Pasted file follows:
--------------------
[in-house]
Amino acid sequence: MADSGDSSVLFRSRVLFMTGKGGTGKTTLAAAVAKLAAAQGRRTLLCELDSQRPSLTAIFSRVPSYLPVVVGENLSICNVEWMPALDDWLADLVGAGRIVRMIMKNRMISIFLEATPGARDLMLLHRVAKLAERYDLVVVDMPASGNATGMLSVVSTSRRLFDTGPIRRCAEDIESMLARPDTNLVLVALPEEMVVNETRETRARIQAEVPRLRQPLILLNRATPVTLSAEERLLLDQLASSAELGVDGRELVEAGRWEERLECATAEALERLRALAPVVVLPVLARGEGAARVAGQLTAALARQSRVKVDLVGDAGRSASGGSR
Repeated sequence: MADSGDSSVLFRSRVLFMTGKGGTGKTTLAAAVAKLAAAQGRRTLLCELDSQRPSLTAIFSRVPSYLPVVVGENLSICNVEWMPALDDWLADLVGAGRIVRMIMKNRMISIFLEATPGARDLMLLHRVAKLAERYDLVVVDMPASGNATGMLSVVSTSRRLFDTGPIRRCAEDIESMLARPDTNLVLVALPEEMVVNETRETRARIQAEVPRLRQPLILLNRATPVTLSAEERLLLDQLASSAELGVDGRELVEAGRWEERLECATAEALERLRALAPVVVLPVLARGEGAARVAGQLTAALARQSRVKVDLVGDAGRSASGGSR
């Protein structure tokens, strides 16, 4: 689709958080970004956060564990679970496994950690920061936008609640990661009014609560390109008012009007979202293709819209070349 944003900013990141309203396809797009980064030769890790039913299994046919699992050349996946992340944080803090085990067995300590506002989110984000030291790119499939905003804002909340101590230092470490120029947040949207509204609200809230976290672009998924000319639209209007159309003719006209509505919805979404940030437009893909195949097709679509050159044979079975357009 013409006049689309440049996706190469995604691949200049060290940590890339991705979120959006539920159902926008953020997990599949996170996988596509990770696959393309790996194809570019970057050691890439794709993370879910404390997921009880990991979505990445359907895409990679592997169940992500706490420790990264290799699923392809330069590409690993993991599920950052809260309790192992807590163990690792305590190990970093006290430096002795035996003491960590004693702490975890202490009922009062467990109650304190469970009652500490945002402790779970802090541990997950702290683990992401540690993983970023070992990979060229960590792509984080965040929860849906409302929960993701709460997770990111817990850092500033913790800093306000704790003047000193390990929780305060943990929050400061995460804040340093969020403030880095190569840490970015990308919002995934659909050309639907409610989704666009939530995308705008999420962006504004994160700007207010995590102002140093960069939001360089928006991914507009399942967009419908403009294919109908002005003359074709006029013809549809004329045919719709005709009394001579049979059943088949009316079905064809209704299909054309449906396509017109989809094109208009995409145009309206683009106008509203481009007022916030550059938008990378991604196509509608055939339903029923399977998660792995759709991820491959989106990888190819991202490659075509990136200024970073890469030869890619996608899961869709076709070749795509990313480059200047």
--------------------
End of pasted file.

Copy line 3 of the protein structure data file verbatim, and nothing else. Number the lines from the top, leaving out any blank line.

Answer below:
Repeated sequence: MADSGDSSVLFRSRVLFMTGKGGTGKTTLAAAVAKLAAAQGRRTLLCELDSQRPSLTAIFSRVPSYLPVVVGENLSICNVEWMPALDDWLADLVGAGRIVRMIMKNRMISIFLEATPGARDLMLLHRVAKLAERYDLVVVDMPASGNATGMLSVVSTSRRLFDTGPIRRCAEDIESMLARPDTNLVLVALPEEMVVNETRETRARIQAEVPRLRQPLILLNRATPVTLSAEERLLLDQLASSAELGVDGRELVEAGRWEERLECATAEALERLRALAPVVVLPVLARGEGAARVAGQLTAALARQSRVKVDLVGDAGRSASGGSR